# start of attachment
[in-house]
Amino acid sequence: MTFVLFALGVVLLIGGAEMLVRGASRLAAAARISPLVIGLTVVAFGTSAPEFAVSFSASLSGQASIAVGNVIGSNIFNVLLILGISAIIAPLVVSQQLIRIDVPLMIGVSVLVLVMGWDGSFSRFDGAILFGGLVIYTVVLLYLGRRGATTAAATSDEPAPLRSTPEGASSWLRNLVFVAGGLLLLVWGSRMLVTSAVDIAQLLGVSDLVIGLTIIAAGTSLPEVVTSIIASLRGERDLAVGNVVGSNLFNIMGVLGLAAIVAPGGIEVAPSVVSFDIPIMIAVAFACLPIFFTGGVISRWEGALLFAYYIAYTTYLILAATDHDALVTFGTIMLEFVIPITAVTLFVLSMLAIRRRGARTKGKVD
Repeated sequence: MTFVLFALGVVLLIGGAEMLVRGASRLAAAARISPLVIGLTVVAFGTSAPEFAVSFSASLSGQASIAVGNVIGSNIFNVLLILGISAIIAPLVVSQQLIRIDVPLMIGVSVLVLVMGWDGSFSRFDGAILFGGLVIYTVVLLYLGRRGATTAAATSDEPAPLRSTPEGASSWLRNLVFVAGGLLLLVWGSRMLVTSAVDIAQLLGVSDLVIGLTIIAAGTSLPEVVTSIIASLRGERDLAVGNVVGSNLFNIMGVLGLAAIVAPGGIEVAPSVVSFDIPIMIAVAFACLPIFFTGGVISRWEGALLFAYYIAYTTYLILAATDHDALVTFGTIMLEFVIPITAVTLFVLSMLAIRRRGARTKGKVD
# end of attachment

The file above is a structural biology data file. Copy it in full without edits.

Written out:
[in-house]
Amino acid sequence: MTFVLFALGVVLLIGGAEMLVRGASRLAAAARISPLVIGLTVVAFGTSAPEFAVSFSASLSGQASIAVGNVIGSNIFNVLLILGISAIIAPLVVSQQLIRIDVPLMIGVSVLVLVMGWDGSFSRFDGAILFGGLVIYTVVLLYLGRRGATTAAATSDEPAPLRSTPEGASSWLRNLVFVAGGLLLLVWGSRMLVTSAVDIAQLLGVSDLVIGLTIIAAGTSLPEVVTSIIASLRGERDLAVGNVVGSNLFNIMGVLGLAAIVAPGGIEVAPSVVSFDIPIMIAVAFACLPIFFTGGVISRWEGALLFAYYIAYTTYLILAATDHDALVTFGTIMLEFVIPITAVTLFVLSMLAIRRRGARTKGKVD
Repeated sequence: MTFVLFALGVVLLIGGAEMLVRGASRLAAAARISPLVIGLTVVAFGTSAPEFAVSFSASLSGQASIAVGNVIGSNIFNVLLILGISAIIAPLVVSQQLIRIDVPLMIGVSVLVLVMGWDGSFSRFDGAILFGGLVIYTVVLLYLGRRGATTAAATSDEPAPLRSTPEGASSWLRNLVFVAGGLLLLVWGSRMLVTSAVDIAQLLGVSDLVIGLTIIAAGTSLPEVVTSIIASLRGERDLAVGNVVGSNLFNIMGVLGLAAIVAPGGIEVAPSVVSFDIPIMIAVAFACLPIFFTGGVISRWEGALLFAYYIAYTTYLILAATDHDALVTFGTIMLEFVIPITAVTLFVLSMLAIRRRGARTKGKVD